“Oh yes. Like General Muhammadu Buhari going to campaign in Yenagoa, Bayelsa state on Tuesday only to be met at the venue by thugs who tried to attack him and other members of the Congress for Progressive Change (CPC).” “The General and his supporters fled. The thugs meant business.”“That is not good for our democracy. That was what happened in one of the Eastern states the other time when members of a rival political group were chased out of the state. The Constitution guarantees the freedom of association and the freedom of choice.”“You are quoting the law, we are talking politics. Are you not aware that the President is from Bayelsa state? You want his political rival to go and campaign in his home state?”“Why not?” “Well, the man got what he asked for. The interesting part of it for me was the statement issued by the state government after the incident. There was something in the statement about the government condemning the incident with “every force at our command”. Every force at their command! They then added that the Buhari group should have informed the state government of their campaign visit to Bayelsa state, they ought to have known that there is “a sitting Governor in the state.”“They organized the attack then.”“No. The statement did not say so. Just that “there is a sitting Governor in the state.” And in any case members of the CPC have denied that their rally was disrupted; as far as they are concerned, it was a huge success.” “Same event, two reports. Politicians are forever disingenuous.” “It is like Chief Anthony Anenih saying for example that there is no vacancy in The Presidential Villa in 2011.”“He said the same thing in 2003 and we ended up with a bad election. If he says there is no vacancy in the Presidential Villa, then why are we preparing for the 2011 elections? And if you check very carefully, the man is a national honour recipient.” “Well, actually, he was quoted as saying that there is an Adamu Ciroma consensus candidate and there is a Nigerian consensus candidate.”“There is no such thing. What is important is to ensure that the people’s right to choose is protected and that every person of voting age is allowed to have a say in the 2011 elections.” “I don’t see how that is going to happen. Can’t you see the handwriting on the wall?”“What handwriting? Is Anenih trying to suggest that his party will apply the Cote d’Ivoire solution in 2011?”

“The Laurent Gbagbo solution: The man lost the election in Cote d’Ivoire, but he got the Constitutional Council to overrule the electoral commission, and now the country is polarised between the North and the South. Nigeria should lead ECOMOG to Abidjan and drive Gbagbo out of office. It is not enough for ECOWAS leaders to say that they do not recognize Gbagbo.”“And what is the African Union (AU) doing? What is happening in Cote d’Ivoire is the usual African story. Leaders who do not respect the democratic process pose a threat to the rest of the nation.” “It can happen here too, because all that Gbagbo is saying in Cote d’Ivoire is that there is no vacancy.” “You mean when Anenih says there is no vacancy in Aso Villa; it is likely that some people can use the Supreme Court to overrule INEC? That will not happen here. This is Nigeria, not Cote d’Ivoire.”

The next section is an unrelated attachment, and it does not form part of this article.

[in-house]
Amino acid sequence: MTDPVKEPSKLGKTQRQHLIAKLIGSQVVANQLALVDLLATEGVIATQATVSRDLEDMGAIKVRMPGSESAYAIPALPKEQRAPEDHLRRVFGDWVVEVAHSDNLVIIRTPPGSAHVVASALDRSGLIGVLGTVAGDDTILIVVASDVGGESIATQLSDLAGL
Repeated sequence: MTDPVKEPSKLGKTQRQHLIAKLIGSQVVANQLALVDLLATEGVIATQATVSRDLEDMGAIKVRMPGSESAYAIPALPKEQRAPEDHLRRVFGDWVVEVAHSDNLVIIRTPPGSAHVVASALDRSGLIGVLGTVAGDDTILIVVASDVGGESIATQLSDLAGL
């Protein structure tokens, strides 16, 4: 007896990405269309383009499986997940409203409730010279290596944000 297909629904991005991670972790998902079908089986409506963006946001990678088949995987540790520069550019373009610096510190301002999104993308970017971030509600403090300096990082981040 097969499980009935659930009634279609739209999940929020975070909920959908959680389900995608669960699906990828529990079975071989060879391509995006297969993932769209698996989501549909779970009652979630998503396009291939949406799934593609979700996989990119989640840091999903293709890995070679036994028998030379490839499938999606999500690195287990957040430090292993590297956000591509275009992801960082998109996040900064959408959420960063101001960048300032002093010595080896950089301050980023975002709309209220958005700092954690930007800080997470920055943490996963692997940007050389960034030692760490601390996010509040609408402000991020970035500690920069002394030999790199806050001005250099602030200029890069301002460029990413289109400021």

“Of course, it can happen here. In fact, one famous soothsayer, the Egbeji of Nigeria has predicted that there will be so much trouble with the 2011 elections, Professor Attahiru Jega, the INEC Chairman, will suddenly resign and claim that he needs to protect his integrity.” “You mean with all your education, you cannot analyse political issues without quoting a shamanist? This is the real tragedy that Nigeria faces.”“Egbeji is always spot on, mind you. He held a press conference and the papers reported what he had to say. Afterall, he successfully predicted Aregbesola’s victory in Osun; Mimiko’s in Ondo and Fayemi’s victory in Ekiti too.”“You don’t need a crystal ball to make such predictions.” “Okay, if you don’t believe Egbeji, how about two recent developments?” “I am listening.” “One Federal High Court judge has ruled that INEC cannot import Direct Data Capture (DDC) machines, or proceed with preparations for the elections, because one local company has the divine and the legal right to provide all election-related materials including ballot boxes.”“Very strange.”

“Everything in Nigeria is strange… Then INEC takes delivery of the DDC Machines that it had ordered, and what did we read in the newspapers? Twenty of the machines were snatched by robbers at the Lagos airport, in broad daylight and in the presence of airport security!”“I don’t think we are serious about this thing called Nigeria. Look at the WikiLeaks revelation about how Shell has a mole in every relevant department of the Government of Nigeria. When I read the story and thought of how many other foreign companies and governments could have moles in the Nigerian system, I felt sorry for my country.”

“Well, I am not surprised, that is what you get when you have a country where every public officer is only interested in what he or she can get. Even without anybody putting a mole in Nigerian offices, our public officials are more than willing to sell their own country!” “And yet in spite of this, the PDP Chairman says all PDP lawmakers will be automatically allowed to run for election in 2011.”“Nigeria stinks.”“It leaks.”